crypto hack

A pedestrian walks past a stock indicator displaying the Nikkei 225 of the Tokyo Stock Exchange (C, top) and other world stock markets in Tokyo on August 16, 2021. (Photo by Kazuhiro NOGI / AFP)

Japan’s Liquid Global the latest victim of crypto hacks

Crypto hacks are fast becoming common these days due to the value of the data and funds cryptocurrencies have. Recently, cryptocurrency platform Poly Network was hit by a major cyberattack that saw the hacker make off with more than US$ 600 million worth of tokens.

However, in a turn of events, the hacker returned most of the stolen funds and has even been invited to become the company’s chief security officer. Poly Network also promised the hacker a US$ 500,000 bounty for the restoration of user funds.

But not all crypto hacks may have a fairy tale ending like this. Japan’s Liquid Global announced that it had been hit by a cyberattack that saw hackers make off with US$ 97 million worth of digital coins. In a statement released by the company, Liquid’s Operations and Technology teams detected unauthorized access of some of the crypto wallets managed at Liquid.

The statement added that Liquid is still analyzing the impact of the hack but has determined that a total of approximately 91.35mm USDE crypto assets were moved out of Liquid wallets by an unauthorized party. Of this amount, the crypto community and other exchanges were able to disable and freeze 16.33mm USDE of ERC-20 assets.

Following the hack, Liquid has halted all crypto withdrawals and has requested users to not deposit any crypto assets into their Liquid wallets until further notice. Other services on Liquid, including trading and Liquid Earn remain available.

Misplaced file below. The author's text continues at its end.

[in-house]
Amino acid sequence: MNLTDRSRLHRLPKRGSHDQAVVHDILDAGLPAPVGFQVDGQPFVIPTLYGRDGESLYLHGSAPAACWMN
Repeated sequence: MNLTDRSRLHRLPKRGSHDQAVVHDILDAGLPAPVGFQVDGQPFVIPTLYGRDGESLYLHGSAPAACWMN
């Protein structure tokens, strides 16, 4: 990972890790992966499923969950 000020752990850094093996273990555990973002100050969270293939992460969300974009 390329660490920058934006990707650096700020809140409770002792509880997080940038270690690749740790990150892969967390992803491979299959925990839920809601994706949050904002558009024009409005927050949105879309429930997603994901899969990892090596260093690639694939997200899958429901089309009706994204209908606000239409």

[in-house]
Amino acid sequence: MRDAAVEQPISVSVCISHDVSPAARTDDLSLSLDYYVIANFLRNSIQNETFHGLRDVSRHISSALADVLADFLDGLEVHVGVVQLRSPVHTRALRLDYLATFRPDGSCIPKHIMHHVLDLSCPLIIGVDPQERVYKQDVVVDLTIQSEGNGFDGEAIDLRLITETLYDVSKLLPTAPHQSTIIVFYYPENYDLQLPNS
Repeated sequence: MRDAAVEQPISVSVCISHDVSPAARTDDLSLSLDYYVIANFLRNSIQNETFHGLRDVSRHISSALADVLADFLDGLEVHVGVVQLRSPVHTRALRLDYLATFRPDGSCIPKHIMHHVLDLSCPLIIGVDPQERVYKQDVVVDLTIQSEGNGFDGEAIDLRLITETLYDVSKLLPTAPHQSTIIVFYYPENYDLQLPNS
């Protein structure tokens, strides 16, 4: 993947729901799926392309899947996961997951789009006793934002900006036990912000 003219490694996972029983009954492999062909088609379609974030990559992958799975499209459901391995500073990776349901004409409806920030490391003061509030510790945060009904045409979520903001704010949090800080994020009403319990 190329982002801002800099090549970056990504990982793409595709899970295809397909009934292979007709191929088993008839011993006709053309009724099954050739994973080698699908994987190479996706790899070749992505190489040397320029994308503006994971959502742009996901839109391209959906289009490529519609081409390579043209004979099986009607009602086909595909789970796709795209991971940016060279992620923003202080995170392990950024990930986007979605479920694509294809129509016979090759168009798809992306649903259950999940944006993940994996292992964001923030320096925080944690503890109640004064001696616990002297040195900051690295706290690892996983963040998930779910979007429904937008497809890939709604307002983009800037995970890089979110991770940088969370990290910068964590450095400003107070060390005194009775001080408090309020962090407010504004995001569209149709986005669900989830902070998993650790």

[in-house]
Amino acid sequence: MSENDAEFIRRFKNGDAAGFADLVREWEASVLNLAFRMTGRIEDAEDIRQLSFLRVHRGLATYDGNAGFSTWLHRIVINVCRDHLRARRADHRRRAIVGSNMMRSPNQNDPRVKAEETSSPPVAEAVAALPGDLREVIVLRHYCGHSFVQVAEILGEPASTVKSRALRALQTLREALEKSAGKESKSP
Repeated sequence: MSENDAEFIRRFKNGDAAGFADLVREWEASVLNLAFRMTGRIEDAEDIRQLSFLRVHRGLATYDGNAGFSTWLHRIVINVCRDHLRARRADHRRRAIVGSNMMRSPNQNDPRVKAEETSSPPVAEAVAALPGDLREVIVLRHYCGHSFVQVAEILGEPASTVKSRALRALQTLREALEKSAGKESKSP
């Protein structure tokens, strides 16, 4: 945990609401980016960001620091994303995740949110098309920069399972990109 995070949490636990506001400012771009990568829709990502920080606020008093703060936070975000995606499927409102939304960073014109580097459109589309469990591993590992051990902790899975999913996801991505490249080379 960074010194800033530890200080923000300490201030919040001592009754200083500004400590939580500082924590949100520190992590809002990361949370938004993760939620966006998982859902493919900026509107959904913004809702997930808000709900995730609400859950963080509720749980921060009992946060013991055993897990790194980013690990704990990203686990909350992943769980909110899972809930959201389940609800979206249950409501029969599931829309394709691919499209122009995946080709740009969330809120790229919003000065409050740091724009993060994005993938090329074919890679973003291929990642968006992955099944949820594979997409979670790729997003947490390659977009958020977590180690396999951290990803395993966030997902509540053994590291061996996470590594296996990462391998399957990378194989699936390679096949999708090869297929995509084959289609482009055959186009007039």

“Liquid’s teams are still assessing the attack vector used and taking measures to mitigate the impact to users. During this difficult period, we greatly appreciate the support from our customers, other exchanges, security experts, and the broader crypto community,” the statement said.

(Photo by Charly TRIBALLEAU / AFP)

According to reports in bitcoin and digital currency specialist Coindesk, a translated Japanese blog post by Liquid Global of the incident claimed the hack targeted a multi-party computation (MPC) wallet. MPC is an advanced cryptographic technique in which the private key controlling funds are generated collectively by a set of parties, none of whom can see the fragments.

Before the hack, Liquid was one of the 20 biggest crypto exchanges, as ranked by daily trading volume, per CoinMarketCap.

As other Liquid services were not affected, the company also announced that Dash, an open-source cryptocurrency, has been integrated into Liquid’s Quick Exchange. The Quick Exchange was designed to make the buying and swapping of cryptocurrency simpler.

“It’s been great working with the Dash team on something truly great for the community. Liquid Quick Exchange offers best-in-class exchange rates with an industry-leading user experience. Combined with the high quality of Dash ecosystem and the app, we have quite a formidable use case,” said Jered Masters, Head of Frontend and Quick Exchange Lead at Liquid.

With cryptocurrency becoming mainstream both commercially and even for cybercriminals, the crypto community may just play an important role in ensuring the safety of cryptocurrency and avoid any hacks in the future.